U.S. production has remained surprisingly resilient amid the fall in oil prices, but data from the EIA today showed that production is beginning to come off at an increasingly fast pace. Total U.S. crude production averaged 8.933 MMBOPD in April, down 220 MBOPD from 9.155 MMBOPD in March, according to the EIA. The decrease is the largest drop in monthly production since the start of the downturn.
The decrease in U.S. production came primarily from onshore production in the Lower 48, which reported a decline of 142 MBOPD, or 2.4 percent, month-over-month. Major producers like Alaska, North Dakota, Texas and the Federal Offshore all showed significant declines of 4.3 percent, 6.0 percent, 1.4 percent and 3.0 percent, respectively. Total U.S. production is down 7.9 percent from April of last year.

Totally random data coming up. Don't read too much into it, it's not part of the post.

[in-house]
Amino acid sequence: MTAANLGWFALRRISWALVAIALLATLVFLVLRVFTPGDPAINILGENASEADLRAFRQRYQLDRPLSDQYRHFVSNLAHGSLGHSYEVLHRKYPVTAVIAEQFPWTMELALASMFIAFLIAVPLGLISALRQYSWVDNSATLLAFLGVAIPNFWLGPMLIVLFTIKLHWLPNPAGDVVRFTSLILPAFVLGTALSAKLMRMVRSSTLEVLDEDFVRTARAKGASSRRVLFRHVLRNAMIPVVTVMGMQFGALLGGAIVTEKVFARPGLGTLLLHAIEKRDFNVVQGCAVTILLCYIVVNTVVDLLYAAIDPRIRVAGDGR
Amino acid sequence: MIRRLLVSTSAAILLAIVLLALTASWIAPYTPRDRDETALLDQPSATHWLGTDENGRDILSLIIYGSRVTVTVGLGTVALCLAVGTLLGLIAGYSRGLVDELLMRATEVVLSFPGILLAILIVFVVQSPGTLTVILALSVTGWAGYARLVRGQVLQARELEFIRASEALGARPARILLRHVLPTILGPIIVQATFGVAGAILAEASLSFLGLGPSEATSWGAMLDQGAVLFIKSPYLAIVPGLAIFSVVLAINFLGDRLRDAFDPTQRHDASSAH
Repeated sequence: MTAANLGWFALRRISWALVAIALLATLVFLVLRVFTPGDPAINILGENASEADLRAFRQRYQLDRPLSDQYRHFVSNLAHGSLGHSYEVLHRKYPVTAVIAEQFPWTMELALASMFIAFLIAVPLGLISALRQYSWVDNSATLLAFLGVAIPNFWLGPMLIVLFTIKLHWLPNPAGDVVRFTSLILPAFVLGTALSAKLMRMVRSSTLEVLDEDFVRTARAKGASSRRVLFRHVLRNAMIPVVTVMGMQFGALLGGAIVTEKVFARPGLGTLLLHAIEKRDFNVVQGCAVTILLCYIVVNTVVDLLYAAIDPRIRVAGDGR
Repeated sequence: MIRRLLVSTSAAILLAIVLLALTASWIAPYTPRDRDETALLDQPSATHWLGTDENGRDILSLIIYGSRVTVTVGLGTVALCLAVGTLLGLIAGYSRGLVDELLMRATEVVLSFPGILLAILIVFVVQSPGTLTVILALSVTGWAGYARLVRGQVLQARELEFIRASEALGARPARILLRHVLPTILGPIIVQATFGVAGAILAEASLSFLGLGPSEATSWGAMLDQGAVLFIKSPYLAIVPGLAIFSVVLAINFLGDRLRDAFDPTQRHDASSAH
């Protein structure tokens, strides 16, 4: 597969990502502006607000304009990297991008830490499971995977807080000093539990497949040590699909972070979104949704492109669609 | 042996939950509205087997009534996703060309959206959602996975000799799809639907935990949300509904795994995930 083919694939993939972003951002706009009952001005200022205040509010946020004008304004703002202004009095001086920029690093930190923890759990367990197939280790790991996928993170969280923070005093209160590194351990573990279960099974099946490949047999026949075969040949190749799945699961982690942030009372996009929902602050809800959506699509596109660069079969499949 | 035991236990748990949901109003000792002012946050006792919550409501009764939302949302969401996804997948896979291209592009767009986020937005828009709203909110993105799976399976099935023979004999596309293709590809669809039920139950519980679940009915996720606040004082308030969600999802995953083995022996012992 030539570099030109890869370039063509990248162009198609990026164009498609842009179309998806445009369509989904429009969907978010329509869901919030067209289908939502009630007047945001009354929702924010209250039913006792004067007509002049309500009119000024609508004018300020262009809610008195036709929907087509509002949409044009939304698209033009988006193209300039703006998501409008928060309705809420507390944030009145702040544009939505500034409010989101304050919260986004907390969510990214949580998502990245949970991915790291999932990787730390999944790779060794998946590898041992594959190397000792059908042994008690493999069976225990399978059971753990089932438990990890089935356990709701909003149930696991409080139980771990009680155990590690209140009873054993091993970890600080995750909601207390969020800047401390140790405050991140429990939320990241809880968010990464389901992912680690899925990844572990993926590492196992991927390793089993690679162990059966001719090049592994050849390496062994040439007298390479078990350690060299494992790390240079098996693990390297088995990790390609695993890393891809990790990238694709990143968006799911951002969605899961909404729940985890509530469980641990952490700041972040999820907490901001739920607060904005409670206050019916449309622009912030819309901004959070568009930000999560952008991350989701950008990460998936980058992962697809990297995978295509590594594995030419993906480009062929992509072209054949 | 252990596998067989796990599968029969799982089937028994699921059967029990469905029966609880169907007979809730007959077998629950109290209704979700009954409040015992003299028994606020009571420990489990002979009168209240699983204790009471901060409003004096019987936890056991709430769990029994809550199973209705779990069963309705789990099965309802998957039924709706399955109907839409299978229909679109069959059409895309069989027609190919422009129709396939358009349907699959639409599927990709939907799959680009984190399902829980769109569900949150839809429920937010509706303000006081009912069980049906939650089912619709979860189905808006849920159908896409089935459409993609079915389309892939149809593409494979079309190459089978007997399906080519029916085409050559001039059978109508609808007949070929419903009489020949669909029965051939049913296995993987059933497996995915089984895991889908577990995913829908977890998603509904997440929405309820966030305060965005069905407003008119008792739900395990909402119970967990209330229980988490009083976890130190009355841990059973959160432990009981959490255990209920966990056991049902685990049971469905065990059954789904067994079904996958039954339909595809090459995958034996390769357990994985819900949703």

Louisiana, Mississippi, Nevada, New Mexico, Pennsylvania and Utah all reported increased levels of production despite the lower total production in the country in April. Pennsylvania saw the largest uptick, producing 7.8 percent more month-over-month.
More Top Reads From Oilprice.com:
- Is Raymond James’ $80 Oil Realistic?
- Is Nigeria About To Drive Oil Prices Down
- ExxonMobil Backs Carbon Tax For Climate Change